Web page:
Kids can be overwhelming when they are cooped up in the house in the wintertime, but they are also blessed tax-savers when you file your tax return this time of year. Here are some of the tax benefits for having children and other dependents:
Dependency exemption. In 2012, you can claim a personal exemption deduction of $3,800 for each child and other dependent, and for 2013 that increases to $3,900. Those exemptions reduce the portion of your income that is subject to federal tax. If you are in the 15% bracket this will save you $570 for 2012, and at 25%, $950 in 2012. The higher your tax bracket, the more each dependency exemption saves you.
Child Tax Credit. You may also be eligible for a tax credit, which is even better than a deduction, since it reduces your taxes dollar for dollar. The Child Tax Credit is an additional $1,000 credit you may be able to claim for children under 17. For married couples with income over $110,000 or $75,000 for a single parent, the credit phases out.
Child and Dependent Care Credit. Child care is expensive, but Uncle Sam can help you out with the cost. If you are working or actively seeking work and you pay child care for your dependent who is under age 13, you can claim the Child and Dependent Care Credit.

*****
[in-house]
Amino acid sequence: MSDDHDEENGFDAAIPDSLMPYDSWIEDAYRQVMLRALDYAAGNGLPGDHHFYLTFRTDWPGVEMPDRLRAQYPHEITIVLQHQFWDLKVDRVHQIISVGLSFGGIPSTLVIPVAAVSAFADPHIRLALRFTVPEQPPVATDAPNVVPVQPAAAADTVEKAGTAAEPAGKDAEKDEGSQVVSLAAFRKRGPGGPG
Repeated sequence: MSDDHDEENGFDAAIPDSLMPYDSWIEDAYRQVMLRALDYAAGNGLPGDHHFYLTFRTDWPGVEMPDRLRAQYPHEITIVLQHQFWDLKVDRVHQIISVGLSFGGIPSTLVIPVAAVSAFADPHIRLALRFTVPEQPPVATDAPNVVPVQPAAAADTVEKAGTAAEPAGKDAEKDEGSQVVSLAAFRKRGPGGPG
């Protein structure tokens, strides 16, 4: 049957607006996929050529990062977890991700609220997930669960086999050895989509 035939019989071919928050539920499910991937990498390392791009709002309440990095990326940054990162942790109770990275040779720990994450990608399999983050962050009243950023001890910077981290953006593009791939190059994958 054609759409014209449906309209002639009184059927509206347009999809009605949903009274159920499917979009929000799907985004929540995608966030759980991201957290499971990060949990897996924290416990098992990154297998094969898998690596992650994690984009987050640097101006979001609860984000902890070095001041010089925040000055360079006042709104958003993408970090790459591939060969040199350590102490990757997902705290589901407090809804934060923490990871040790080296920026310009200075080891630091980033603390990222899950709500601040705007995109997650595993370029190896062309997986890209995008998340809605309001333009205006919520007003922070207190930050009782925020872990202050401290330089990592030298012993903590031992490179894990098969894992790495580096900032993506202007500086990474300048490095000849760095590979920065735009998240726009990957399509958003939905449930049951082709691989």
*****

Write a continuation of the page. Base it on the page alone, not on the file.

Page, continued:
This credit is a dollar for dollar reduction of your taxes, based on your child care expenses up to 35% of $3,000 for one child or $6,000 for two or more children. The credit ranges from 20 to 35 percent of your child-care expenses, depending on your income. Nursery school, private kindergarten, after school programs and day care are all qualifying expenses.
Earned Income Tax Credit. There’s a special credit available if your wages and self-employment income fall below a certain level. How much you can earn and qualify for the credit depends on how many dependent children you have.
For 2012, if you have three or more children, you can earn up to $45,060 and qualify. With just two children, that drops to $41,952. Only one child, your earnings and adjusted gross income can’t top $36,920. The refundable tax credit you can receive ranges from a maximum of $5,891 if you have three children, to $475 if you have no children. Unlike other tax credits, the earned income credit is refundable, so if the credit is greater than the tax you owe, the IRS will send you the difference.
So next time the kids are driving you crazy, remember the tax savings and give them a big hug instead.
Don’t forget that TurboTax will help you get all of the tax credits and deductions you’re eligible for so you keep all of your hard-earned money.